Friday, January 13, 2012

Reflections on Our Town

No, this is not reflections on the famous Wilder Play, these are reflections on our little town, here and now. Our town is the county seat of county with approximately 10,000 citizens, maybe a few more, so although the population of the town is only about 2500 it actually serves as the main urban center for the larger population. It’s a nice little town. I like it. But like many other such small towns it has seen better days and although it “hangs on” it doesn’t exactly thrive. I don’t personally have much to do with local politics or the town itself as I live a few miles out of town, but I do from time to time reflect on the local situation. There are a few things that puzzle me about our little town.

There is, for example, still a recognizable downtown, with several stores that appear to be doing okay. But there are also some vacant storefronts that seem to cling to their vacancies for reasons I do not completely understand. I mean, it ‘s not as if the downtown is actually dying, it’s more like it’s wounded. More importantly, however, are the buildings, almost all older two story brick affairs, virtually all of which have their upper story vacant. On the few occasions when I have asked someone why they don’t locate their office or business in one of these essentially vacant spaces the answer is always the same, “My customers wouldn’t walk upstairs.” As most of these buildings originally housed apartments on their upper stories it is obvious people don’t want to live there either. All together these vacant stories represent quite a lot of space that ought to be usable (or at least I think so). But year after year they remain vacant. Why, I wonder, could this space not be renovated and used for businesses that do not depend upon customers having to walk upstairs, billing agencies, for example, or call services, even artist studios, or some such thing?

Also in our little town we have a number of stores that seem to do a reasonable business: hardware stores, a fine used bookstore, a Radio Shack, a few restaurants, stationary, clothing, and etc. But strangely (at least it seems strange to me) if you want an ordinary necessity like a toaster or frying pan, or other ordinary kitchenware, you must drive 30 miles and back to the nearest Wal Mart. The same thing is true if you want anything as mundane as sheets or pillowcases, silverware, or other common household necessities. I think you could do an inventory of what you can procure locally and open a store that would provide the things you cannot procure locally. I would think it would be in the best interest of the community, to open a community store that would ensure such products would be locally available. As we hear often that we should “buy locally,” and as many of try to do so, buying locally is not always feasible, so we drive the 60 mile roundtrip often. So far the price of gasoline seems not to have affected this much. Along these lines you might also have expected some sort of bus service, not only to the next city 30 miles away, but even to larger urban areas up to 100 miles away. There is no such service. The U.S. is not noted for public transportation.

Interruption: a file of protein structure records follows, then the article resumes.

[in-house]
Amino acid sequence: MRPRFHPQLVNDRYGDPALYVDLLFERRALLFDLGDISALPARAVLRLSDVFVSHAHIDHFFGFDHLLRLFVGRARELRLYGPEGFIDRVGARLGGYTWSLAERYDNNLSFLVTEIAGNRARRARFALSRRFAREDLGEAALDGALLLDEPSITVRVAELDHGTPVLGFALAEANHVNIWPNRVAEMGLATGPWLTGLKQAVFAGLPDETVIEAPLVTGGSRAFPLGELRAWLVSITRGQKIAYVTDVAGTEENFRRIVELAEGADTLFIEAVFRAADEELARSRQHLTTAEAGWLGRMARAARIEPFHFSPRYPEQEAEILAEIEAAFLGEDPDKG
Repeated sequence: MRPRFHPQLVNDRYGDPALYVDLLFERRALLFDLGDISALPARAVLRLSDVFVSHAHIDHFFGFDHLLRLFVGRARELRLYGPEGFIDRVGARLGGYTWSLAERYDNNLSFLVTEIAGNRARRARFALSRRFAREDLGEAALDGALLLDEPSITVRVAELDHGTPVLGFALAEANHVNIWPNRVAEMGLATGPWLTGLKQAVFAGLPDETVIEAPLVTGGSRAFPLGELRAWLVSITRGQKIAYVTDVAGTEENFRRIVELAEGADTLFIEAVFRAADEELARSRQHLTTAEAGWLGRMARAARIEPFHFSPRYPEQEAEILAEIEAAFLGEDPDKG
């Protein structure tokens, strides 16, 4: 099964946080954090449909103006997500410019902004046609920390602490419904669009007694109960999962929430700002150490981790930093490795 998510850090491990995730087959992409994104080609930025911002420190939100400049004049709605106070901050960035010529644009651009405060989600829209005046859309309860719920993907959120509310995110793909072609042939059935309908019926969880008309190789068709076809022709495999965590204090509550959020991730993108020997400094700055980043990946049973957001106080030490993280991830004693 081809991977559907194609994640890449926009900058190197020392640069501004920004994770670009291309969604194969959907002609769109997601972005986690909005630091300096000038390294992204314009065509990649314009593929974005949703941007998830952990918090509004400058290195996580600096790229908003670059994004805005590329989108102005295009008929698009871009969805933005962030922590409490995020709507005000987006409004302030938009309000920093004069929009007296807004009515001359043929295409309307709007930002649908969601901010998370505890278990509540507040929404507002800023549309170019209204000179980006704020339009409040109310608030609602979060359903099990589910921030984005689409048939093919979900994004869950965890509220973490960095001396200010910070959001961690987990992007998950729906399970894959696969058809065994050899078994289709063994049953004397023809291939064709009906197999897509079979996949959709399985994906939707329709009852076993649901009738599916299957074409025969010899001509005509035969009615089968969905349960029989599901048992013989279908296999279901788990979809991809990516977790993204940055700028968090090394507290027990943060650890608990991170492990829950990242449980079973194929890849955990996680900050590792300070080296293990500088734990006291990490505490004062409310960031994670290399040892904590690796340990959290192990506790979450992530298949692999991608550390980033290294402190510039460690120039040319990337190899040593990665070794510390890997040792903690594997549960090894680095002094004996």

There is also, in our community, a thriving Casino and Motel, the majority owners being the local Indian tribe. I never go there because it is full of foolish people smoking and throwing their money away into machines made for that purpose, and also because their restaurant is not very good. But immediately adjacent to this successful business are a number of older, relatively inexpensive, and mostly run-down single family dwellings, built, like the Casino, along the banks of a lovely river. Now if I were in charge of things (happily I am not), I would buy all these older houses, demolish them, and build a number of medium priced condominiums, all with a view of the river with parking underneath. I would also construct a long walkway along the river. There are people who love to spend their summers here but go south for the winters, I would think they would be happy with a condominium. But what do I know?

Our local economy is based on agriculture and timber, but the timber industry has been declining. As far as I know there have been few attempts to attract other businesses to locate here, especially any kind of what you might consider “clean” businesses. There have been attempts to build a pulp mill and a waste to energy plant, but happily these environmentally destructive enterprises have been so far successfully resisted (anywhere you find Tribal lands that can be exploited you find these kinds of environmentally poisonous attempts as Tribal lands are exempt from many regulations). There are other small towns around here that are far worse off than we are, deteriorating badly, trying to survive on tourists and tourist junk, and having a very hard time. I think it is not too late for our lovely little town to not only survive but do well, but it would require lots of money, effort, and creativity, commodities not on the horizon as far as I know. There were in the past few years some nice touches to the downtown that have made a significant difference. I hope it will keep up. I live here and love it, and want it to survive and flourish.

Never forget that you're a member of your own community. Don't do something that you wouldn't like to see done.

Keith Richman

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